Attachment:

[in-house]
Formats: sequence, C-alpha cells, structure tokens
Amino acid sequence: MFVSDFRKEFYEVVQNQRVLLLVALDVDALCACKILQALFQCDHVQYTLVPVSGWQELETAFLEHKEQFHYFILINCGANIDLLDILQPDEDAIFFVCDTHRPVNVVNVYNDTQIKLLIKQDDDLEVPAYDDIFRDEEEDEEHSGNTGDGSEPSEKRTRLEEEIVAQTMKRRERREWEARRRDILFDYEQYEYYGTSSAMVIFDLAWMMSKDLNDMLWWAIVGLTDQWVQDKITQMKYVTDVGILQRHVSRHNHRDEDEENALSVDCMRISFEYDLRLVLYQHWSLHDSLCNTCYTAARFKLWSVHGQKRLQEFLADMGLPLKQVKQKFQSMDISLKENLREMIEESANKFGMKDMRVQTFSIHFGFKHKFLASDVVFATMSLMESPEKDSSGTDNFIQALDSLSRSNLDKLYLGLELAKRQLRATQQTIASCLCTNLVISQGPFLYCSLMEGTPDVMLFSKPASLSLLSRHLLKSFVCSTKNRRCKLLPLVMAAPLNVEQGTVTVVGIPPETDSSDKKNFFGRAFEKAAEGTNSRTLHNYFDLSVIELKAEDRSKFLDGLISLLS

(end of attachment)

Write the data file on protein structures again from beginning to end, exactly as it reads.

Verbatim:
[in-house]
Formats: sequence, C-alpha cells, structure tokens
Amino acid sequence: MFVSDFRKEFYEVVQNQRVLLLVALDVDALCACKILQALFQCDHVQYTLVPVSGWQELETAFLEHKEQFHYFILINCGANIDLLDILQPDEDAIFFVCDTHRPVNVVNVYNDTQIKLLIKQDDDLEVPAYDDIFRDEEEDEEHSGNTGDGSEPSEKRTRLEEEIVAQTMKRRERREWEARRRDILFDYEQYEYYGTSSAMVIFDLAWMMSKDLNDMLWWAIVGLTDQWVQDKITQMKYVTDVGILQRHVSRHNHRDEDEENALSVDCMRISFEYDLRLVLYQHWSLHDSLCNTCYTAARFKLWSVHGQKRLQEFLADMGLPLKQVKQKFQSMDISLKENLREMIEESANKFGMKDMRVQTFSIHFGFKHKFLASDVVFATMSLMESPEKDSSGTDNFIQALDSLSRSNLDKLYLGLELAKRQLRATQQTIASCLCTNLVISQGPFLYCSLMEGTPDVMLFSKPASLSLLSRHLLKSFVCSTKNRRCKLLPLVMAAPLNVEQGTVTVVGIPPETDSSDKKNFFGRAFEKAAEGTNSRTLHNYFDLSVIELKAEDRSKFLDGLISLLS